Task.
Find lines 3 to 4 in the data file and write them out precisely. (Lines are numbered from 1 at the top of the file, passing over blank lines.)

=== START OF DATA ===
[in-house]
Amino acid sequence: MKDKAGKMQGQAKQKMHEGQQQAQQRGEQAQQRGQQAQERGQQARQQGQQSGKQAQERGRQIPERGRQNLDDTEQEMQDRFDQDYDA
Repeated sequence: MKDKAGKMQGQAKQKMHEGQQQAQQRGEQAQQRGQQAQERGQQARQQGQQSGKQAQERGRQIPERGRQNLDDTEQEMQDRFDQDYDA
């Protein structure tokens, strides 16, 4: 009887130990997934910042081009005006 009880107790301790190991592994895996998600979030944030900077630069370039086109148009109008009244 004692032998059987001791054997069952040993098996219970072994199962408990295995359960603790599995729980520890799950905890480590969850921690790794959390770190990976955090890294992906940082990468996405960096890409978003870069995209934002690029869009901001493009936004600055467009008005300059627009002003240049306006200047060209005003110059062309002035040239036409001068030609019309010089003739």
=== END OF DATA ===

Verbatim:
Repeated sequence: MKDKAGKMQGQAKQKMHEGQQQAQQRGEQAQQRGQQAQERGQQARQQGQQSGKQAQERGRQIPERGRQNLDDTEQEMQDRFDQDYDA
């Protein structure tokens, strides 16, 4: 009887130990997934910042081009005006 009880107790301790190991592994895996998600979030944030900077630069370039086109148009109008009244 004692032998059987001791054997069952040993098996219970072994199962408990295995359960603790599995729980520890799950905890480590969850921690790794959390770190990976955090890294992906940082990468996405960096890409978003870069995209934002690029869009901001493009936004600055467009008005300059627009002003240049306006200047060209005003110059062309002035040239036409001068030609019309010089003739």